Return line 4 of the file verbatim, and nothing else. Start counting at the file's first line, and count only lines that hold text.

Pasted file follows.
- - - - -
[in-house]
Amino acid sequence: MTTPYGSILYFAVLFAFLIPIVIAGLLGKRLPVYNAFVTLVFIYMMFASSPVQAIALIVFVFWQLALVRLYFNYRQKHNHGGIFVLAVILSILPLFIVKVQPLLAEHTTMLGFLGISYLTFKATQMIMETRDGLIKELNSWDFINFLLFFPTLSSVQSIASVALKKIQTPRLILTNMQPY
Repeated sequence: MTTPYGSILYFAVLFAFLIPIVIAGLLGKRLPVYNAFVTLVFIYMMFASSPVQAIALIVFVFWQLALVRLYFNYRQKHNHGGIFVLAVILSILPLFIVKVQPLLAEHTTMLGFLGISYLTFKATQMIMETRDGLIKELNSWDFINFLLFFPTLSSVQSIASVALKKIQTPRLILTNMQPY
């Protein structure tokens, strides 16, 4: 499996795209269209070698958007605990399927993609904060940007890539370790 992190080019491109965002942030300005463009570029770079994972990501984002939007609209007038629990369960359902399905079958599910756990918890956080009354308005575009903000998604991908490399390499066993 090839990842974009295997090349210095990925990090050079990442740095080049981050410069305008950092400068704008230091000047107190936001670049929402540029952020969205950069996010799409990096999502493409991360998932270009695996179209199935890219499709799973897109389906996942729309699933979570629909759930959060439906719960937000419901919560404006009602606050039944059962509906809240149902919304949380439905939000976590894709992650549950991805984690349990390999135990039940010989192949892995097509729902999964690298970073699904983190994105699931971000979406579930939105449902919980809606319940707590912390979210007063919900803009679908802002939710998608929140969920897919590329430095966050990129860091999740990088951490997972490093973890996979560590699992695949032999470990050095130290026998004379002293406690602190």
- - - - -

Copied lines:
């Protein structure tokens, strides 16, 4: 499996795209269209070698958007605990399927993609904060940007890539370790 992190080019491109965002942030300005463009570029770079994972990501984002939007609209007038629990369960359902399905079958599910756990918890956080009354308005575009903000998604991908490399390499066993 090839990842974009295997090349210095990925990090050079990442740095080049981050410069305008950092400068704008230091000047107190936001670049929402540029952020969205950069996010799409990096999502493409991360998932270009695996179209199935890219499709799973897109389906996942729309699933979570629909759930959060439906719960937000419901919560404006009602606050039944059962509906809240149902919304949380439905939000976590894709992650549950991805984690349990390999135990039940010989192949892995097509729902999964690298970073699904983190994105699931971000979406579930939105449902919980809606319940707590912390979210007063919900803009679908802002939710998608929140969920897919590329430095966050990129860091999740990088951490997972490093973890996979560590699992695949032999470990050095130290026998004379002293406690602190």